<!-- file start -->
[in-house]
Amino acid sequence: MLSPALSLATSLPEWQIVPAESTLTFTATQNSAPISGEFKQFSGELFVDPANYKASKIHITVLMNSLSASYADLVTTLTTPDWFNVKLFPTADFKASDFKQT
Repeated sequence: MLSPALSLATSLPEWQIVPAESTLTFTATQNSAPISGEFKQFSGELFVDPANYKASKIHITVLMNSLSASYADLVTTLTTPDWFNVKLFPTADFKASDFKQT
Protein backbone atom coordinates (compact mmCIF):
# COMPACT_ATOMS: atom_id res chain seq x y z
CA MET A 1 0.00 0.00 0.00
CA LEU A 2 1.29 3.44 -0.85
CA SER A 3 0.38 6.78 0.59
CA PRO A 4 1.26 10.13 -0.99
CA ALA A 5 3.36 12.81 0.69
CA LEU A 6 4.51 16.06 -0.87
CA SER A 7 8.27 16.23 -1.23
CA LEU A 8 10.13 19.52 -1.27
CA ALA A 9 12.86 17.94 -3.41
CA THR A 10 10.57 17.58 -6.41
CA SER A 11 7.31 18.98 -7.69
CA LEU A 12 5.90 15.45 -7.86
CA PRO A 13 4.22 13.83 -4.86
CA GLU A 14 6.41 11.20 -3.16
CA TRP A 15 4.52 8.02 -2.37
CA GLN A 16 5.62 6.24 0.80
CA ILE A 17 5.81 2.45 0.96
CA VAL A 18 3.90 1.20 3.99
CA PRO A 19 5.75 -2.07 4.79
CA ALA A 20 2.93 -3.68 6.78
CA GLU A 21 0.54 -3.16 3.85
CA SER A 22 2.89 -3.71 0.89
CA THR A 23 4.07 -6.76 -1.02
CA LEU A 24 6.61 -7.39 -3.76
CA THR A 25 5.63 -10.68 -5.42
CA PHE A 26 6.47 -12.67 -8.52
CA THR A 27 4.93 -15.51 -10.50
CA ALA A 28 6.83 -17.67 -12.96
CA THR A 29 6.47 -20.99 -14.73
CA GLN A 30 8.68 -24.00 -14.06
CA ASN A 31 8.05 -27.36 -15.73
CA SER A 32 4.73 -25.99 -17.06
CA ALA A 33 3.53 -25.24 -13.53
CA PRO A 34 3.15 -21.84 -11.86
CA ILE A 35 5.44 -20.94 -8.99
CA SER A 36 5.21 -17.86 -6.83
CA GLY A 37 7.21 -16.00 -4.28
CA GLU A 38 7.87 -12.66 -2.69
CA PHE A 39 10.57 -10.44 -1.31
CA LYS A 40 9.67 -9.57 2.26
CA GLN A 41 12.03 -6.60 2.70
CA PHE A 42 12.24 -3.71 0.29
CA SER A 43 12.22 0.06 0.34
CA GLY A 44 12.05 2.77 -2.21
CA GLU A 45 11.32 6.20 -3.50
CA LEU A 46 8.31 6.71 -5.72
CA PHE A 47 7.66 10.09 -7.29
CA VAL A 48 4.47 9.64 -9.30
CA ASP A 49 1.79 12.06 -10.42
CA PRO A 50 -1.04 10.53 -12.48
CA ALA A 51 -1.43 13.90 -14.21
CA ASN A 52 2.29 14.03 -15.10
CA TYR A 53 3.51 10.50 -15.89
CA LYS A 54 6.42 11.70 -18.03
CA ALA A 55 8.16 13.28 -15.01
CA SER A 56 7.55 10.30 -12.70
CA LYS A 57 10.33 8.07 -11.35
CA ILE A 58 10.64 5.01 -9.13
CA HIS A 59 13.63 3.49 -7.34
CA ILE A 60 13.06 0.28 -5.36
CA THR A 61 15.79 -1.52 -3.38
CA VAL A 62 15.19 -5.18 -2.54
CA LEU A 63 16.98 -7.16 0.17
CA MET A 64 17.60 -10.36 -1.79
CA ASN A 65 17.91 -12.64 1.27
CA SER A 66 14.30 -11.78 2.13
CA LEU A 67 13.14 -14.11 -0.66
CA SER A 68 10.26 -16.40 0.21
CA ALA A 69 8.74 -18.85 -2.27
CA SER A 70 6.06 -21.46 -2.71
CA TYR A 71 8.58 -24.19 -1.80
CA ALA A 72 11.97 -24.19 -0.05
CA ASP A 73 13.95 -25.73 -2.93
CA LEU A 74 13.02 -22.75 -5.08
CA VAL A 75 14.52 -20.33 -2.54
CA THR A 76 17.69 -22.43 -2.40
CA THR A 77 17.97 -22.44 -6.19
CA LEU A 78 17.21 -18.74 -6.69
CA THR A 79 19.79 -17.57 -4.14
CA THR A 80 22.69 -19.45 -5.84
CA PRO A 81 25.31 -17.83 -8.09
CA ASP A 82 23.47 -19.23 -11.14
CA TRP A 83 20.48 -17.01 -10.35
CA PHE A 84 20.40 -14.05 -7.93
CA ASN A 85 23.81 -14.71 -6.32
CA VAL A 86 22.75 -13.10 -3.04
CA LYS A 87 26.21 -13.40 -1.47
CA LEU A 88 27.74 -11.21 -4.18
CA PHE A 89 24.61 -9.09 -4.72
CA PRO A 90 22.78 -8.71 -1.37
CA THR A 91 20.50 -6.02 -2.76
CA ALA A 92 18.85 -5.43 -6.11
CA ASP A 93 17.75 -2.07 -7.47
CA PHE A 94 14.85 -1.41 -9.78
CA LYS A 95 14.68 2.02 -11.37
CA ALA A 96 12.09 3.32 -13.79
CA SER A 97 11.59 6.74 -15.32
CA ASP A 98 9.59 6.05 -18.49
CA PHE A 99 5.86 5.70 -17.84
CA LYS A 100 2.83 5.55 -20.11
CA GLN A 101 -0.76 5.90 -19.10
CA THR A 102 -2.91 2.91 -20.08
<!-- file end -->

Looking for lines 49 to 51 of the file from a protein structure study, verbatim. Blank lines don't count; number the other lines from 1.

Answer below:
CA GLY A 44 12.05 2.77 -2.21
CA GLU A 45 11.32 6.20 -3.50
CA LEU A 46 8.31 6.71 -5.72